AstraZeneca building
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Hopes of preserving world-class medical research at a north of England centre being vacated by AstraZeneca, the pharmaceutical group, have received a boost after a drug discovery and development company agreed to move there.

Redx Pharma, the Liverpool group in which venture capitalist Jon Moulton has a large stake, is to create 120 science-based jobs by occupying space in laboratories at Alderley Park in Cheshire. The move is to be announced on Tuesday.

AstraZeneca announced in March that it was moving research away from Alderley Park, a site where life-saving cardiac and cancer drugs including beta blockers have been discovered, to Cambridge, to tap into its cluster of small, innovative life science companies. More than 1,000 jobs are heading south and a further 600 five miles down the road to Macclesfield.

The Alderley Park site sits within the constituency of George Osborne, and AstraZeneca’s decision was a bitter pill for the chancellor to swallow. A task force led by David Willetts, the science minister, has been charged with finding alternative uses for the site. It mimics efforts to find new uses for Pfizer’s former site at Sandwich in Kent.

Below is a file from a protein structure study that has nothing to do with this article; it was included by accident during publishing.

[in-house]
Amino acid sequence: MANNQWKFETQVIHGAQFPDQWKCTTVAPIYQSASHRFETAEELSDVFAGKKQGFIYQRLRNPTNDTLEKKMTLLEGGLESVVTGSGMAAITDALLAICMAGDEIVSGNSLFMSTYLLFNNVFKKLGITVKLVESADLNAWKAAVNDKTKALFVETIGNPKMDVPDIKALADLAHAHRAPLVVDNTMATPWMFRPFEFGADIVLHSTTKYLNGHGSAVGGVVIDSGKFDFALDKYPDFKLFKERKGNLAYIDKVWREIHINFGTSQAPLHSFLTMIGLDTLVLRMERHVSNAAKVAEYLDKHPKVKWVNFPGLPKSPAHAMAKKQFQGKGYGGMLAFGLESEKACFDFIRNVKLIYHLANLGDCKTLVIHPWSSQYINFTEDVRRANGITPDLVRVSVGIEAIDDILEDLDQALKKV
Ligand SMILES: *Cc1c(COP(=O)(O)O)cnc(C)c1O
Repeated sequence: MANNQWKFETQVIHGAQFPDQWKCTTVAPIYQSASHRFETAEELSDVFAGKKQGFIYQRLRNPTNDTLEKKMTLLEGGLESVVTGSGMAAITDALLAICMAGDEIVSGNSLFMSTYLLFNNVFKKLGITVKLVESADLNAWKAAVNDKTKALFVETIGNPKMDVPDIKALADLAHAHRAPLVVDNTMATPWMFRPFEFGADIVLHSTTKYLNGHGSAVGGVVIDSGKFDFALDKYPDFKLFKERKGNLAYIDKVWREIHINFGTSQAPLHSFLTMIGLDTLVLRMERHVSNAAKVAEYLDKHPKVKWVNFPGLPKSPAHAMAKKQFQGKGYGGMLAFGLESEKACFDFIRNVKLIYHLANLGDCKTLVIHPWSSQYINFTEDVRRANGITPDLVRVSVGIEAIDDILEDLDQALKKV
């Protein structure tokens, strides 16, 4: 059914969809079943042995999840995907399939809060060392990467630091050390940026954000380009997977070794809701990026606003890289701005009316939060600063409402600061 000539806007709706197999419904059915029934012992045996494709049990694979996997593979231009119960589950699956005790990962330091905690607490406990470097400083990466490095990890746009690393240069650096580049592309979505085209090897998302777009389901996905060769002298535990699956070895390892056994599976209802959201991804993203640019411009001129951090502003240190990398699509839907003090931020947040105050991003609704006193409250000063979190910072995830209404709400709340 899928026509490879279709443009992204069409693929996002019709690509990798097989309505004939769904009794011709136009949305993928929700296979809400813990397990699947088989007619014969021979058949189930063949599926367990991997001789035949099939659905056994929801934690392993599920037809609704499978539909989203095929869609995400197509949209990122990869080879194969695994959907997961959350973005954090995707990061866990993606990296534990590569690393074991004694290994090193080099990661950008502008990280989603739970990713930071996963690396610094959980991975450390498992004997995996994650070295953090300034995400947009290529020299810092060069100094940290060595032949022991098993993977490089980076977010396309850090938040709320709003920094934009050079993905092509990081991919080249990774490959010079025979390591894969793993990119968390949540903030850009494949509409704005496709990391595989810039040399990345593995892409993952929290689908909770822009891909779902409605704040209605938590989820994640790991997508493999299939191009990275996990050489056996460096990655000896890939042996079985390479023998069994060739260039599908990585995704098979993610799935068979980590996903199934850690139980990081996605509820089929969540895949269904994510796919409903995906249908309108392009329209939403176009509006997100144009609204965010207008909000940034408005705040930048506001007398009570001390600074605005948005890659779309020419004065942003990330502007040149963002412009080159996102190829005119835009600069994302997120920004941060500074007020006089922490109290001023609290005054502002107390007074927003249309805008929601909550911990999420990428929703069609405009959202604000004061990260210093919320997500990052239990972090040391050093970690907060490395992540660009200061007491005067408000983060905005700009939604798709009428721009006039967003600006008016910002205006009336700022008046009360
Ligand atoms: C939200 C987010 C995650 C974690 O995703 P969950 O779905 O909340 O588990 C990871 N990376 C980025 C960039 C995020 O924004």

Although AstraZeneca is moving its research team from Alderley Park, it continues to own and operate the site. Clive Morris, AstraZeneca’s vice-president of R&D, said the move was “an important first step in our ambition to secure a sustainable future for the site”.

“We will continue to seek further opportunities to attract other innovation-driven companies and, wherever possible, build on the existing bioscience expertise and world-class facilities available at Alderley Park,” he said.

Neil Murray, chief executive of Redx, heralded the “fresh thinking and original approach” of the group’s anti-infectives unit, which develops drugs that combat resistance to antibiotics and new medicines to tackle viral infections. These include superbugs such as MRSA, as well as conditions arising from influenza, Hepatitis C and HIV.

Redx has been helped by a £4.7m grant from the government’s Regional Growth Fund, which aims to create jobs in poorer areas.

Mr Murray said the big pharmaceutical companies were pulling out of early stage research but looking for smaller partners who could take the risk on trying new drugs.

“It is innovative and agile companies like ours that can help the industry adapt to a new model of research and development where there is more willingness to outsource some of the challenges involved in creating new proprietary medicines,” he said.

“Our methods have already uncovered commercial potential that might otherwise have been missed, and our approach helps partners to bring new medicines to market faster.”

The business is based in Liverpool, where it has a subsidiary researching cancer treatments, but has run out of lab space there.

Redx develops therapeutic remedies based on existing classes of drugs, structurally modifying them to create new proprietary medicines.

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